For those that don’t use really long words when every day words will do, hubristic means arrogant. Now, the part I don’t get is what exactly is he complaining about? Here is the National Security section from 1996 version Gore and Clinton established:
(1) The United States will conduct those space activities necessary for national security. These activities will be overseen by the Secretary of Defense and the Director of Central Intelligence (DCI) consistent with their respective responsibilities as set forth in the National Security Act of 1947, as amended, other applicable law, and Executive Order 12333. Other departments and agencies will assist as appropriate.
(2) Improving our ability to support military operations worldwide, monitor and respond to strategic military threats, and monitor arms control and non-proliferation agreements and activities are key priorities for national security space activities. The Secretary of Defense and DCI shall ensure that defense and intelligence space activities are closely coordinated; that space architectures are integrated to the maximum extent feasible; and will continue to modernize and improve their respective activities to collect against, and respond to, changing threats, environments and adversaries.
(3) National security space activities shall contribute to U.S. national security by:
(a) providing support for the United States’ inherent right of self-defense and our defense commitments to allies and friends;
(b) deterring, warning, and if necessary, defending against enemy attack;
(c) assuring that hostile forces cannot prevent our own use of space;
(d) countering, if necessary, space systems and services used for hostile purposes;
(e) enhancing operations of U.S. and allied forces;
(f) ensuring our ability to conduct military and intelligence space-related activities;
(g) satisfying military and intelligence requirements during peace and crisis as well as through all levels of conflict;
(h) supporting the activities of national policy makers, the intelligence community, the National Command Authorities, combatant commanders and the military services, other federal officials, and continuity of government operations.
(4) Critical capabilities necessary for executing space missions must be assured. This requirement will be considered and implemented at all stages of architecture and system planning, development, acquisition, operation, and support.
(5) The Department of Energy, in coordination with DoD, ACDA and the DCI will carry out research on and development of technologies needed to effectively verify international agreements to control special nuclear materials and nuclear weapons.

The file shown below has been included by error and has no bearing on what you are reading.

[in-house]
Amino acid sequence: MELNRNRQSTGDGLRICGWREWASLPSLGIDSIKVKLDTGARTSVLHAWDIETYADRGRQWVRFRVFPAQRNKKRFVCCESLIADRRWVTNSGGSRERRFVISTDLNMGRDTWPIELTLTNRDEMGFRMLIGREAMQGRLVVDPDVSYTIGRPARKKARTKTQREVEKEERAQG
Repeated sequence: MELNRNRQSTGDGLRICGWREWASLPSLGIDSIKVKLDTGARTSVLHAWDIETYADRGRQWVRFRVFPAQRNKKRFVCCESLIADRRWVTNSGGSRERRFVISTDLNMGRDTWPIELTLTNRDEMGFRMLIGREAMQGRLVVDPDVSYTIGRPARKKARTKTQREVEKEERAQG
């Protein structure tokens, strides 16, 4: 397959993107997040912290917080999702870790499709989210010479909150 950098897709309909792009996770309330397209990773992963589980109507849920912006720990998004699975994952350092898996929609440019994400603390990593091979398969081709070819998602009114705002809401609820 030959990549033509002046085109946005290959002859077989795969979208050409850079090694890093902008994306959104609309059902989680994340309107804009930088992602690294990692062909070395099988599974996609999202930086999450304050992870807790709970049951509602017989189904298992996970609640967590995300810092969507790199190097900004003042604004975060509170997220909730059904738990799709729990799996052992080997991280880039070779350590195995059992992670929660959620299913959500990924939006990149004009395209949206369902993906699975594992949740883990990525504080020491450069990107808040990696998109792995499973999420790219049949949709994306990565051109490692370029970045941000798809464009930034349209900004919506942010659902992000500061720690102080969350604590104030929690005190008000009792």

(6) Defense Space Sector Guidelines:
(a) DoD shall maintain the capability to execute the mission areas of space support, force enhancement, space control, and force application.
(b) In accordance with Executive Orders and applicable directives, DoD shall protect critical space-related technologies and mission aspects.
(c) DoD, as launch agent for both the defense and intelligence sectors, will maintain the capability to evolve and support those space transportation systems, infrastructure, and support activities necessary to meet national security requirements. DoD will be the lead agency for improvement and evolution of the current expendable launch vehicle fleet, including appropriate technology development.
(d) DoD will pursue integrated satellite control and continue to enhance the robustness of its satellite control capability. DoD will coordinate with other departments and agencies, as appropriate, to foster the integration and interoperability of satellite control for all governmental space activities.
(e) The Secretary of Defense will establish DoD’s specific requirements for military and national-level intelligence information.
(f) The Secretary of Defense, in concert with the DCI, and for the purpose of supporting operational military forces, may propose modifications or augmentations to intelligence space systems as necessary. The DoD may develop and operate space systems to support military operations in the event that intelligence space systems cannot provide the necessary intelligence support to the DoD.
(g) Consistent with treaty obligations, the United States will develop, operate and maintain space control capabilities to ensure freedom of action in space and, if directed, deny such freedom of action to adversaries. These capabilities may also be enhanced by diplomatic, legal or military measures to preclude an adversary’s hostile use of space systems and services. The U.S. will maintain and modernize space surveillance and associated battle management command, control, communications, computers, and intelligence to effectively detect, track, categorize, monitor, and characterize threats to U.S. and friendly space systems and contribute to the protection of U.S. military activities.